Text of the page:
It has emerged that the erstwhile Mahama administration used the Road Fund as collateral for loans from a private bank before leaving office.
About GH¢1.5 billion loan was secured from UBA to pay supposed arrears to road contractors, although Mr. Mahama and his administration continuously signed road contract agreements using the already-stressed Road Fund as guarantee.
Under-Pressure Road Fund
The Bolgatanga-Bawku Highway in the Upper East Region, which Mr. Mahama recently claimed had been abandoned by President Akufo-Addo and his New Patriotic Party (NPP) government, is one of the projects tied to the under-pressure Road Fund.
The almost 116km road contract estimated at $600 million was going to be constructed by the Brazilian contractor – Queiroz Galvao – which became the darling construction firm of Mahama’s government.
It was a sole-sourced contract and the terms appeared to breach the Road Fund Act because the contract sum ($600 million) far exceeded what the fund could bear.
Election Day Contract
The contract was signed on December 7, 2016 – the day of the general election – when all the writings were on the wall that Mr. Mahama and his NDC administration were not going to be retained.
In spite of the constraints resulting from what looks like the lack of due diligence exhibited by the NDC government in the award of the contract, Mr Mahama, now in opposition, is turning around to blame President Akufo-Addo and his government for abandoning the Bolga-Bawku Road project.
During the NDC’s so-called ‘Unity Walk’ at Bolga over the weekend, Mr. Mahama appeared to incite the people of the Upper East Region against President when he said he (Akufo-Addo) had not done anything for the people over there.
“A lot of the projects we started have stalled. Many of the hospitals we were building have come to a stop. Many of the schools we were building have come to a stop. Many of the roads we were building have come to a stop. But I have one appeal. If there was one project that we started, that is critical to the economic devolvement of the Upper West Region, it is the Bolga-Bawku road,” the former president indicated.
“If President Akufo-Addo won’t do anything for us in Upper East at all, we beg him, as for that road, he should continue it and finish it for us,” he charged.
Deputy Upper East Regional Secretary of the ruling NPP, Elvis Figo A. Awonekai, traced the contract history and exposed what he termed hypocrisy’ being exhibited by the former president.
“The 116km road contract was awarded on 7th December 2016, elections day. Interestingly, Mr. John Dramani Mahama during his ‘accounting to the people’ tour, had cut the sod, at Lamboya near Zebilla, for the construction of the same road on Monday, 11th July, 2016, where he landed with a helicopter in a Hollywood style for the sod cutting.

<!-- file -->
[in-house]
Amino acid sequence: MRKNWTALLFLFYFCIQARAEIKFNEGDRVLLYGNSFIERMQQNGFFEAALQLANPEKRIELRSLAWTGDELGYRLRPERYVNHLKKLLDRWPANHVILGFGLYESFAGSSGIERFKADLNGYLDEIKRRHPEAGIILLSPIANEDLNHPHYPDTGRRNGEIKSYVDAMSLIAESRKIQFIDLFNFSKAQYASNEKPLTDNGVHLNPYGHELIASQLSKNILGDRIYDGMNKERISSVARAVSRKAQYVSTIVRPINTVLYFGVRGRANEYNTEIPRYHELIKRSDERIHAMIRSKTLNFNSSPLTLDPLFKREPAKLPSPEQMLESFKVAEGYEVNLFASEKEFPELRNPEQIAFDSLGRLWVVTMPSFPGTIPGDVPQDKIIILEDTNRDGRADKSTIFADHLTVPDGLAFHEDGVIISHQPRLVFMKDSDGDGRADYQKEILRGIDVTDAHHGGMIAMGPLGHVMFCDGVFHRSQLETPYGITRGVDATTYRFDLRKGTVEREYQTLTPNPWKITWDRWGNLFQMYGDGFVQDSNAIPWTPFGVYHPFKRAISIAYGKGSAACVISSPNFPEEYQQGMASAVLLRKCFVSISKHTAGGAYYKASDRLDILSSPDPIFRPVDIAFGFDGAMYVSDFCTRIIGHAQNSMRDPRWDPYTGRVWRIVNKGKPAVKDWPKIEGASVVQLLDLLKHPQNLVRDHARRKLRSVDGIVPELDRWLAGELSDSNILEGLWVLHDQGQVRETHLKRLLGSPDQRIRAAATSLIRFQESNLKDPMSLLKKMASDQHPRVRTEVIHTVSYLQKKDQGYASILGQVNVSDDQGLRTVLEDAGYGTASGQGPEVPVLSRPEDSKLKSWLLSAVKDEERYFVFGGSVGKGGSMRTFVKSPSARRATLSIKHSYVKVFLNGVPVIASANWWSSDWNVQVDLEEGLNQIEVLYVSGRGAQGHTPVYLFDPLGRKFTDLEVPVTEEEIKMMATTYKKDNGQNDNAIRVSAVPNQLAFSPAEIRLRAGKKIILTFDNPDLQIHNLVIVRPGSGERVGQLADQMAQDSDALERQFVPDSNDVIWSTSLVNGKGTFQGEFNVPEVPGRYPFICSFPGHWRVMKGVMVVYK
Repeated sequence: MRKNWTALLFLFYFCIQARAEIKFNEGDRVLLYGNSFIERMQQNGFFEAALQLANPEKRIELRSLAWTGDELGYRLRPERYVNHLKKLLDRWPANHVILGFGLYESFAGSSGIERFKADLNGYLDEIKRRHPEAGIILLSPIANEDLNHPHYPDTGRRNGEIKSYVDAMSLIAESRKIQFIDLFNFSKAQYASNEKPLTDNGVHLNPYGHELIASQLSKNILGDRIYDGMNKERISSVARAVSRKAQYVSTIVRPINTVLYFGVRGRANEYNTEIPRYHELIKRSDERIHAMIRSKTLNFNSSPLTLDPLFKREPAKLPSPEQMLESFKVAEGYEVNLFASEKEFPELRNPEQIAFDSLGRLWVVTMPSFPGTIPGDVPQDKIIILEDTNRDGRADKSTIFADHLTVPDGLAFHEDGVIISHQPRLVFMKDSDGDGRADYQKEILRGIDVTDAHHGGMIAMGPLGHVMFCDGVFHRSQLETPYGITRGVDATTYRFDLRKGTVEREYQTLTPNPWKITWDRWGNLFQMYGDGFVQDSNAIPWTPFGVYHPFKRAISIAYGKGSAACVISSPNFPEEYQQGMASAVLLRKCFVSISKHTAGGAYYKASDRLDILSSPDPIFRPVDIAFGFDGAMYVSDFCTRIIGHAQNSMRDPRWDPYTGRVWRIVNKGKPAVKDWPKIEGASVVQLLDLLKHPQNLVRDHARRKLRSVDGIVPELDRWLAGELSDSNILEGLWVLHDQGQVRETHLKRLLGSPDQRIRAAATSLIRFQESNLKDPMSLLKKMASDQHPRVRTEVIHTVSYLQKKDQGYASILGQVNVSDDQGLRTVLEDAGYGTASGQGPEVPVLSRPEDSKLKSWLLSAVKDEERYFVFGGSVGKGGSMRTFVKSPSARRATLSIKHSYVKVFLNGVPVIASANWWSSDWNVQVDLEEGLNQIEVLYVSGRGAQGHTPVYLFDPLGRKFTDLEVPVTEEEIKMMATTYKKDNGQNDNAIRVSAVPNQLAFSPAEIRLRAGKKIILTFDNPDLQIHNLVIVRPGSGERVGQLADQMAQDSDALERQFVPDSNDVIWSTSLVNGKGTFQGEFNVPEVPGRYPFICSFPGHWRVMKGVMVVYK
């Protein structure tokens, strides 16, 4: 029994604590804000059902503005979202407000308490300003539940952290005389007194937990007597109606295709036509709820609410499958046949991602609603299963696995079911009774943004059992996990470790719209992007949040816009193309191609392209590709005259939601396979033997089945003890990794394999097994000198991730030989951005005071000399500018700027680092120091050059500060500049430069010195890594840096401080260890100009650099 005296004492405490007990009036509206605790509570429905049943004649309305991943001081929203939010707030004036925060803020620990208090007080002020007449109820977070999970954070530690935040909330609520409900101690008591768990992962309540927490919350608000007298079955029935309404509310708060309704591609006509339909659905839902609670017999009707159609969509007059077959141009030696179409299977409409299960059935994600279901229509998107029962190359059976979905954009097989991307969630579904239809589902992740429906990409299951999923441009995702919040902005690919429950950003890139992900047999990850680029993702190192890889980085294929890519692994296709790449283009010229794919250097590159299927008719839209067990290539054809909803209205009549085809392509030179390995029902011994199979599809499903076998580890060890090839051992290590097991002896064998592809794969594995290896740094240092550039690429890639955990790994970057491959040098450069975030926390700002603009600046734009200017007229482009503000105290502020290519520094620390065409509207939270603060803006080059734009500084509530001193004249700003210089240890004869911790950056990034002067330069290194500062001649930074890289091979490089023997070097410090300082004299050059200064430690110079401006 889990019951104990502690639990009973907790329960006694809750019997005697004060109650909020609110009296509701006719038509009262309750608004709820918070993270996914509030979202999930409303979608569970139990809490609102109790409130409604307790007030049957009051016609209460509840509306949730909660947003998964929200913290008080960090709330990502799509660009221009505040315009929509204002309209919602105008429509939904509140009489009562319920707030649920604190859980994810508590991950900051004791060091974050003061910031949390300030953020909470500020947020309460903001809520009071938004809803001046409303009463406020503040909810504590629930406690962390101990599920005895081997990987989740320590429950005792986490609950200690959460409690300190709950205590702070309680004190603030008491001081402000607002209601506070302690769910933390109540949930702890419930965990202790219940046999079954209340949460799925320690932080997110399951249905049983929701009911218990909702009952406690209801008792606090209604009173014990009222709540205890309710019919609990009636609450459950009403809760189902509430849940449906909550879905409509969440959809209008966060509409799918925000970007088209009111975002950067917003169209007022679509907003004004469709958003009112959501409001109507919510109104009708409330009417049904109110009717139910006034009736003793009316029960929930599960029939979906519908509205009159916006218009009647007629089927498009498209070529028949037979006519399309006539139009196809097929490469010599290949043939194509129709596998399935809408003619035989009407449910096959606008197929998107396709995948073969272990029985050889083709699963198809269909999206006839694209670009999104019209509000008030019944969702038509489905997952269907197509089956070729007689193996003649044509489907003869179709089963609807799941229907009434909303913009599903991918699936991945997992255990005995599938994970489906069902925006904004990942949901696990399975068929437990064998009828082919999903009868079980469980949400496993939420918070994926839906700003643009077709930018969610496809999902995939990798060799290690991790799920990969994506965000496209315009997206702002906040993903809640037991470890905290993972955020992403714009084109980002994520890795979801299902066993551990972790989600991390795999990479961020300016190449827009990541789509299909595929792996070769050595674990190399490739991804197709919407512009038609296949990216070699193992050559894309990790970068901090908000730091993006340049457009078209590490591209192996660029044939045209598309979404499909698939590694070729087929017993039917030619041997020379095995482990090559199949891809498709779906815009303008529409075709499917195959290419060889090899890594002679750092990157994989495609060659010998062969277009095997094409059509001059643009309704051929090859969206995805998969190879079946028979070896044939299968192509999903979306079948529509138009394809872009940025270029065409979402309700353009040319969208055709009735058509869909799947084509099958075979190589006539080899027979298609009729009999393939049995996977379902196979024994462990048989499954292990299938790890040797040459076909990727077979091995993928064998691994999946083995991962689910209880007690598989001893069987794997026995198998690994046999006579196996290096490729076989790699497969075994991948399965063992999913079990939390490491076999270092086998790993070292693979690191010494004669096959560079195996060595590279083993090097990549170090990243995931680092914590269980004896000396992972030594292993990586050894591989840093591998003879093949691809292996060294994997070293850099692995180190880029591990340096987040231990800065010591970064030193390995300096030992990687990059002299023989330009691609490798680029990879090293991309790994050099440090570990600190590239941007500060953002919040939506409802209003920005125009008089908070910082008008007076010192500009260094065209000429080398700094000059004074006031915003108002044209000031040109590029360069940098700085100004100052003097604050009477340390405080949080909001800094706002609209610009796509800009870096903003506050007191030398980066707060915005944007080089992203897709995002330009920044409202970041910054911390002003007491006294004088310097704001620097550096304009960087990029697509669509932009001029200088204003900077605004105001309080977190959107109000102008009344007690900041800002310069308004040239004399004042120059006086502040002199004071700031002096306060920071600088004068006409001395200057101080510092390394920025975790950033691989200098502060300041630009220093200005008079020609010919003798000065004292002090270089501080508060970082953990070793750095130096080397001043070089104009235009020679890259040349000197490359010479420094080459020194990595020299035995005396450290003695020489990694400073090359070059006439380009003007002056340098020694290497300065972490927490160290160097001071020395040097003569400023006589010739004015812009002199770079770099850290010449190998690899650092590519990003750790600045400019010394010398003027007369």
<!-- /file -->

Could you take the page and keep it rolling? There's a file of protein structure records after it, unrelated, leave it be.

“The sod cutting was to enable him come to the Upper East Region because he had given assurance to the chiefs and people of Bawku while speaking at the 27th annual SAMANPIID Festival celebrated by the Kusuag people in the Bawku municipality.”
Mode Of Payment
According to the NPP deputy regional secretary, “Payment certificates as contained in the contract are to be paid from the Road Fund,” adding, “This is not the right source for funding the contract.”
He pointed out, “The magnitude of the contract (over $600 million) requires that payment be effected directly from the budget and not from the Road Fund. The Road Fund was established for the preservation of Ghana’s road network and not for the payments of big constructions such as this.
“The road is 116km long; 13km out of this has been awarded to a Ghanaian contractor, MAWUMS Constructions Ltd, as a special contract. The remaining 103 has been awarded to a Brazilian contractor, Queiroz Galvao. The reason for awarding such a special contract to MAWUMS Constructions Ltd is still questionable.”
The NPP Secretary also said that the processes leading to the award of the contract for the construction of the Bolgatanga-Bawku Road were not transparent and even called on the Special Prosecutor, Martin A.B.K. Amidu – who hails from the area – to look into the issue.
Last September, Deputy Minister of Roads and Transport, Anthony A. Karbo, threw a bombshell on Citi FM in Accra when he said the Road Fund had been ‘hijacked’ by UBA following GH¢1.5bn loaned to the previous government under Mr. Mahama to pay road contractors.
“Last year (2016), the fund committed itself to a UBA loan of over GH¢1.5 billion to pay contractors.”
Mr. Karbo lamented, “Our hands are tied. We are in a very difficult situation. My ministers have had sleepless nights and we all use the road on a daily basis.”